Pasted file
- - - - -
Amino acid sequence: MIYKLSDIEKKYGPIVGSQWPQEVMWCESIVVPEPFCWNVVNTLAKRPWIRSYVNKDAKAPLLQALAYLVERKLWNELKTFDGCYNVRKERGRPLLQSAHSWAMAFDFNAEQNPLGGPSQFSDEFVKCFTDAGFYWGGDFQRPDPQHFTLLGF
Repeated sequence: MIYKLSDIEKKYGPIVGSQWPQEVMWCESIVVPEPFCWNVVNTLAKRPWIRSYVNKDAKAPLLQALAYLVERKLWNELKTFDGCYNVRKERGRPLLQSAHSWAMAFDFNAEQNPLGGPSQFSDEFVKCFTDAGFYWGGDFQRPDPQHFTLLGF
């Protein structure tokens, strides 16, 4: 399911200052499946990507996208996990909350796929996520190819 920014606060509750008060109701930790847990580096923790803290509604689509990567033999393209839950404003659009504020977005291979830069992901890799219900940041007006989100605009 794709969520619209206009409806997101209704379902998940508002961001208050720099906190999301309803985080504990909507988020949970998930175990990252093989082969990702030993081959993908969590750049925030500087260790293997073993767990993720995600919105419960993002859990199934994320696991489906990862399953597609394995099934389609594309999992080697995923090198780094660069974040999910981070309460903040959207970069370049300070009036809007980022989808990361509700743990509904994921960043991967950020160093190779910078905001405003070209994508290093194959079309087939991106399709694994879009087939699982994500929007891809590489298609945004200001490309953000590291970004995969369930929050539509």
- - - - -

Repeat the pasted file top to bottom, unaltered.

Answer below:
Amino acid sequence: MIYKLSDIEKKYGPIVGSQWPQEVMWCESIVVPEPFCWNVVNTLAKRPWIRSYVNKDAKAPLLQALAYLVERKLWNELKTFDGCYNVRKERGRPLLQSAHSWAMAFDFNAEQNPLGGPSQFSDEFVKCFTDAGFYWGGDFQRPDPQHFTLLGF
Repeated sequence: MIYKLSDIEKKYGPIVGSQWPQEVMWCESIVVPEPFCWNVVNTLAKRPWIRSYVNKDAKAPLLQALAYLVERKLWNELKTFDGCYNVRKERGRPLLQSAHSWAMAFDFNAEQNPLGGPSQFSDEFVKCFTDAGFYWGGDFQRPDPQHFTLLGF
């Protein structure tokens, strides 16, 4: 399911200052499946990507996208996990909350796929996520190819 920014606060509750008060109701930790847990580096923790803290509604689509990567033999393209839950404003659009504020977005291979830069992901890799219900940041007006989100605009 794709969520619209206009409806997101209704379902998940508002961001208050720099906190999301309803985080504990909507988020949970998930175990990252093989082969990702030993081959993908969590750049925030500087260790293997073993767990993720995600919105419960993002859990199934994320696991489906990862399953597609394995099934389609594309999992080697995923090198780094660069974040999910981070309460903040959207970069370049300070009036809007980022989808990361509700743990509904994921960043991967950020160093190779910078905001405003070209994508290093194959079309087939991106399709694994879009087939699982994500929007891809590489298609945004200001490309953000590291970004995969369930929050539509």